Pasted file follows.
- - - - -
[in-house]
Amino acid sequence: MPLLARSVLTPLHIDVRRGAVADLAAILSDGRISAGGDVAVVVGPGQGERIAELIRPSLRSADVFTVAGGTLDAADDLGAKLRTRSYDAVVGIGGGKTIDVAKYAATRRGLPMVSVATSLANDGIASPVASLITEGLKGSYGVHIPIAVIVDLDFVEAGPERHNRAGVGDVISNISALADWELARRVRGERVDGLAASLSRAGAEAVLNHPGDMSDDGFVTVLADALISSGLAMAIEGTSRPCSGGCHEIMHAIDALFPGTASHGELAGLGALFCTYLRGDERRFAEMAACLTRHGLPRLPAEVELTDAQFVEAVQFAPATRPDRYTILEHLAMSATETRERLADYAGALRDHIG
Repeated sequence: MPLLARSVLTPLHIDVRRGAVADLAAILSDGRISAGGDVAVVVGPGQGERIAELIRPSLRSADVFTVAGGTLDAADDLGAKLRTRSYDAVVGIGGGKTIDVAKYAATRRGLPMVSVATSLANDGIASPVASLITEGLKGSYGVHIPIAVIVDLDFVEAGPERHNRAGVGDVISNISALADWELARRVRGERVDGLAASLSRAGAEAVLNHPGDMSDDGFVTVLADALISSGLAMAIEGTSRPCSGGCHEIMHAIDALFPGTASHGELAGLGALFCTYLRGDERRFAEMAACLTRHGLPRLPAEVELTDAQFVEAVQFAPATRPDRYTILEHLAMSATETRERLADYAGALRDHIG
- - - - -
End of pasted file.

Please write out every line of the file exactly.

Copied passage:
[in-house]
Amino acid sequence: MPLLARSVLTPLHIDVRRGAVADLAAILSDGRISAGGDVAVVVGPGQGERIAELIRPSLRSADVFTVAGGTLDAADDLGAKLRTRSYDAVVGIGGGKTIDVAKYAATRRGLPMVSVATSLANDGIASPVASLITEGLKGSYGVHIPIAVIVDLDFVEAGPERHNRAGVGDVISNISALADWELARRVRGERVDGLAASLSRAGAEAVLNHPGDMSDDGFVTVLADALISSGLAMAIEGTSRPCSGGCHEIMHAIDALFPGTASHGELAGLGALFCTYLRGDERRFAEMAACLTRHGLPRLPAEVELTDAQFVEAVQFAPATRPDRYTILEHLAMSATETRERLADYAGALRDHIG
Repeated sequence: MPLLARSVLTPLHIDVRRGAVADLAAILSDGRISAGGDVAVVVGPGQGERIAELIRPSLRSADVFTVAGGTLDAADDLGAKLRTRSYDAVVGIGGGKTIDVAKYAATRRGLPMVSVATSLANDGIASPVASLITEGLKGSYGVHIPIAVIVDLDFVEAGPERHNRAGVGDVISNISALADWELARRVRGERVDGLAASLSRAGAEAVLNHPGDMSDDGFVTVLADALISSGLAMAIEGTSRPCSGGCHEIMHAIDALFPGTASHGELAGLGALFCTYLRGDERRFAEMAACLTRHGLPRLPAEVELTDAQFVEAVQFAPATRPDRYTILEHLAMSATETRERLADYAGALRDHIG